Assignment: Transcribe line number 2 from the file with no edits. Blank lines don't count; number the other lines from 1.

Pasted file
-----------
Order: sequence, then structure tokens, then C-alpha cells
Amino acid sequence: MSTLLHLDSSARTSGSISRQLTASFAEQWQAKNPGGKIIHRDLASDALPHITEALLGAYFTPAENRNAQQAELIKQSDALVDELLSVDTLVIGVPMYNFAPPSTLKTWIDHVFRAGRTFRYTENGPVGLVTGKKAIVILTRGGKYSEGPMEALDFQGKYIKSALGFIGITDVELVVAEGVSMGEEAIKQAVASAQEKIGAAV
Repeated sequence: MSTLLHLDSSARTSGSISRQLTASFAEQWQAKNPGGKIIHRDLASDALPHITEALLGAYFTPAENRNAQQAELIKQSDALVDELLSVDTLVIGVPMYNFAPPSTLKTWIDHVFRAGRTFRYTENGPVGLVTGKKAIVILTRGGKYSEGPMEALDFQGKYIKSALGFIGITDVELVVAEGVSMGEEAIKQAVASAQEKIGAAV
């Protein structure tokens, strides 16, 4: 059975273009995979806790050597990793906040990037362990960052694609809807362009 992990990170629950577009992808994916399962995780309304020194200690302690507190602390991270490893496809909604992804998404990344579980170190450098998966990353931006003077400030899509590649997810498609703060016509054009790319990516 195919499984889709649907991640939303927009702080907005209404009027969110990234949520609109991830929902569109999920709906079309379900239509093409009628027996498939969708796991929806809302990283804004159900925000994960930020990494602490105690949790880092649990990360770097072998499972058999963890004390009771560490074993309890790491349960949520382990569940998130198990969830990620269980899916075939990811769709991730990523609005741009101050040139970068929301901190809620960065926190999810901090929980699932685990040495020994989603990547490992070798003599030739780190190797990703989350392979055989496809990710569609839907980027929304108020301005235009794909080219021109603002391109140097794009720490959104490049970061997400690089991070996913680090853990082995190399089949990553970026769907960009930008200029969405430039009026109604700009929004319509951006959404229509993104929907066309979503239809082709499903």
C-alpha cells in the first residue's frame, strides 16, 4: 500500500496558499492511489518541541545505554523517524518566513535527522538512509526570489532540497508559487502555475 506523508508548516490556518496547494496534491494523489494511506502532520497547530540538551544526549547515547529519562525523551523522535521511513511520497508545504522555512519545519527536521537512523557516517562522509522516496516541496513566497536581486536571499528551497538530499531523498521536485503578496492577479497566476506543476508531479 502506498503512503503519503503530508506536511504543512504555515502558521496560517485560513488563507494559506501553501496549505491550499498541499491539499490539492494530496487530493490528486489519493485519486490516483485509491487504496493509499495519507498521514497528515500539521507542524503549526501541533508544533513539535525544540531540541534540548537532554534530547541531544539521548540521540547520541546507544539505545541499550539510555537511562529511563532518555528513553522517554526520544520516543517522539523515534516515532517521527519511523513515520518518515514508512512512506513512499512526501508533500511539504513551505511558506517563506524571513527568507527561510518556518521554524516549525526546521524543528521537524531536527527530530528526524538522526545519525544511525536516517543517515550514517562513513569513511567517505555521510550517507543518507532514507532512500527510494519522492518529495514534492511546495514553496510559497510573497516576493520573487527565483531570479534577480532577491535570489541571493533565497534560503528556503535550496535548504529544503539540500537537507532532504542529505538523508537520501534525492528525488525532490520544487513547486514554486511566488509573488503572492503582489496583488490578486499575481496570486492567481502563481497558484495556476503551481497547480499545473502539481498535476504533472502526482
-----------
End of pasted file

Amino acid sequence: MSTLLHLDSSARTSGSISRQLTASFAEQWQAKNPGGKIIHRDLASDALPHITEALLGAYFTPAENRNAQQAELIKQSDALVDELLSVDTLVIGVPMYNFAPPSTLKTWIDHVFRAGRTFRYTENGPVGLVTGKKAIVILTRGGKYSEGPMEALDFQGKYIKSALGFIGITDVELVVAEGVSMGEEAIKQAVASAQEKIGAAV